After about a year of struggling with the decision to leave we finally pulled the plug.  We packed up all our equipment and dreams and left the market.  

Well, animals still had babies so we had to sell somewhere so we resorted to selling through the auction mart.  We have done this for about six years now.  A few very loyal customers did stick with us.  We felt that they had a deep appreciation for high quality meats we produced and they needed for their family's health.  We were also able to stabilize our family.  Everyone became much more content with each other.

God is good and He is faithful.  Our dreams may have been stifled for awhile, but are being revived on a daily basis. Our focus, which had become a little blurred over the years has now come into sharp focus.  Seventeen years ago we went through the Holistic Management training process.  At that time we were able to verbalize our life goals.  As sometimes happen with a young growing family things get set aside while life happens.  After struggling with how to make our farm a viable business we revisited that holistic goal.  Low and behold it had not changed at all.  So with new determination we have gone through the holistic planning process again.  All of us who are actively involved in the farm now have a place to focus our passions.  Our road is no longer a winding trail whose destination is unknown.  We can now look toward our goal and travel the straight path to where we want to be.

It has always been our desire to have our children want to farm with us.  This is now happening for us.  We have two children living at home who work with us on a daily basis.  They are such a tremendous help.  Our middle son and his beautiful wife are living in Edmonton until she finishes her nursing degree.  Then they plan to move back to the area to start up their own enterprises, sharing in the established infrastructure of the farm.  Our oldest daughter along with her talented husband and little girl are living happily in Edmonton, but still desire to have a working connection to the farm.  She accomplishes this through the development of our social media marketing efforts, especially Instagram and personally connecting with our Edmonton area customers.  Our oldest son along with his wonderful wife are living on the farm.  They have been blessed with two babies that grandpa and grandma get to dote on everyday.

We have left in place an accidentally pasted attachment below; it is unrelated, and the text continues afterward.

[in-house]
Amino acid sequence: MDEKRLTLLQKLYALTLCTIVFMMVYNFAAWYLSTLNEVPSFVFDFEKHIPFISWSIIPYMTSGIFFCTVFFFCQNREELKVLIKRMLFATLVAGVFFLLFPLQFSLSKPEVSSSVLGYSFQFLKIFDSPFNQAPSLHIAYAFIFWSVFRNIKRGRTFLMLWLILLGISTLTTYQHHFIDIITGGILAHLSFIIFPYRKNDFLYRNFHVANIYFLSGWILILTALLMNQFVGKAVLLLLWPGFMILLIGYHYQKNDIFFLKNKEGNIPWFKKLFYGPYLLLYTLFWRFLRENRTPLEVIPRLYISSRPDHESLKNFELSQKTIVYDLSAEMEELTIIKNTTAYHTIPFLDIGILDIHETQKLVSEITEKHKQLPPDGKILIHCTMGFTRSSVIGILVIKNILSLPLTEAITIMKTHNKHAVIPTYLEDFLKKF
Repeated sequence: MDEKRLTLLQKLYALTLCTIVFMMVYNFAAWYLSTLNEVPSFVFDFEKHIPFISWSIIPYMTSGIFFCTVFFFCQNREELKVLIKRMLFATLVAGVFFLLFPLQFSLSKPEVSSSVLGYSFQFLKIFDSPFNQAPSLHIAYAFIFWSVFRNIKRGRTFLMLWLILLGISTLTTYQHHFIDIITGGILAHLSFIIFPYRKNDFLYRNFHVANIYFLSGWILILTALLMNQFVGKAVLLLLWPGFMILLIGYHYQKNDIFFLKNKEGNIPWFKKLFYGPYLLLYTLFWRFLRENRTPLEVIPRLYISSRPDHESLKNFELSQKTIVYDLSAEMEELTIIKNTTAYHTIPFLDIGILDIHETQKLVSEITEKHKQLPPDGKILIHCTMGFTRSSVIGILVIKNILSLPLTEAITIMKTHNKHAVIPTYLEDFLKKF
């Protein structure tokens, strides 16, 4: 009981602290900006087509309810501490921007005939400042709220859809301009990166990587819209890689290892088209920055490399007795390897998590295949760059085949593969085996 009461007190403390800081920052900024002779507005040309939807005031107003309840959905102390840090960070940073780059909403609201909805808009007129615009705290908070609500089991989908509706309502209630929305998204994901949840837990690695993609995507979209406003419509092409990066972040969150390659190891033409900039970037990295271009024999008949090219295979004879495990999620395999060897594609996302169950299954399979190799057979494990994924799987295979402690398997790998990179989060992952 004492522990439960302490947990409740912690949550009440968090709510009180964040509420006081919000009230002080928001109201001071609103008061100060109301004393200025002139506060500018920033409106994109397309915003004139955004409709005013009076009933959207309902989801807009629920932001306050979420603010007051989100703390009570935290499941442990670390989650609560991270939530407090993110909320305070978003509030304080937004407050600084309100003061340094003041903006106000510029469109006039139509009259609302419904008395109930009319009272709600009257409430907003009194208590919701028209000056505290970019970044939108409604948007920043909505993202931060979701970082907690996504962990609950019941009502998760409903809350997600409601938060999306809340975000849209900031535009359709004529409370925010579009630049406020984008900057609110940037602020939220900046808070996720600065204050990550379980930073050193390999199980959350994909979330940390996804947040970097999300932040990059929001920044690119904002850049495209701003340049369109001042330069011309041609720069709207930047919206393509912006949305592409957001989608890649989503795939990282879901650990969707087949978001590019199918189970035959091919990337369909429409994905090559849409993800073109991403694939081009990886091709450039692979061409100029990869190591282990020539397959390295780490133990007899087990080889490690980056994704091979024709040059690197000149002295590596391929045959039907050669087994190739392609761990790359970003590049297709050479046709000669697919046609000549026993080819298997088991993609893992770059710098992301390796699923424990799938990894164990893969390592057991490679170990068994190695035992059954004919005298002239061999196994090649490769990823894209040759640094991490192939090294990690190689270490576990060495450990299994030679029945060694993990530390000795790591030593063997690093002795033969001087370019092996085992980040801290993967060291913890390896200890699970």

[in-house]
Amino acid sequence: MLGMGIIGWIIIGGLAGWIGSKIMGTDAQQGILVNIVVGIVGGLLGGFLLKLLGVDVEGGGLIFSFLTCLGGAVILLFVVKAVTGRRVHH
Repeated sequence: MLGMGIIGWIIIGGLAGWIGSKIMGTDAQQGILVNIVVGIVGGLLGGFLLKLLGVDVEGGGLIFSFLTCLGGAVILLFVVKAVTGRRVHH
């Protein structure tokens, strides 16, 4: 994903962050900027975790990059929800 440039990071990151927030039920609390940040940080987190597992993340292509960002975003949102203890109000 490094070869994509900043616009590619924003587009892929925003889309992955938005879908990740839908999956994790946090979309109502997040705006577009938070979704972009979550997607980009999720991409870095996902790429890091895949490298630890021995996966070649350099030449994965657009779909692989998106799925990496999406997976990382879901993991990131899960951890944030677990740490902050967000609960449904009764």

So looking forward brings uncertainty, but tremendous excitement.  We are committed to direct marketing to families who are searching for nutrient-dense, grassfed and pasture raised, clean food to nourish themselves and their children.  We will not be attending any farmer's markets, but will be selling direct to the end user of our farm-raised foods.  We haven't finalized all the details yet, but it is looking like we will be serving the Edmonton and Grande Prairie areas through a "metropolitan buying club" model.  We anticipate a central drop off location where you would pick up your preordered items.  As we move forward this will all fall into place.

Thanks for following us on our farm journey.  Friday blog posts will shift from our history to highlighting daily life as it unfold on the farm.  I hope you will join us on our adventures.

 

 

The Journey: Building Our Farm House

The winter of 1998 found us starting the preparations for building our new log home.  Larry, along with a neighbor how had a skidder headed out the to woods to select the logs that would be used to build with.  After a month of selecting, falling and skidding the logs out of the forest we had a large deck of logs.

Log deck ready to be hauled to their new home

Log deck ready to be hauled to their new home

Now the logs were ready to be hauled home.  To accomplish this we had to hire a neighbor with a log truck and plow an area at the new yard site that would be big enough for him to turn his truck around and unload.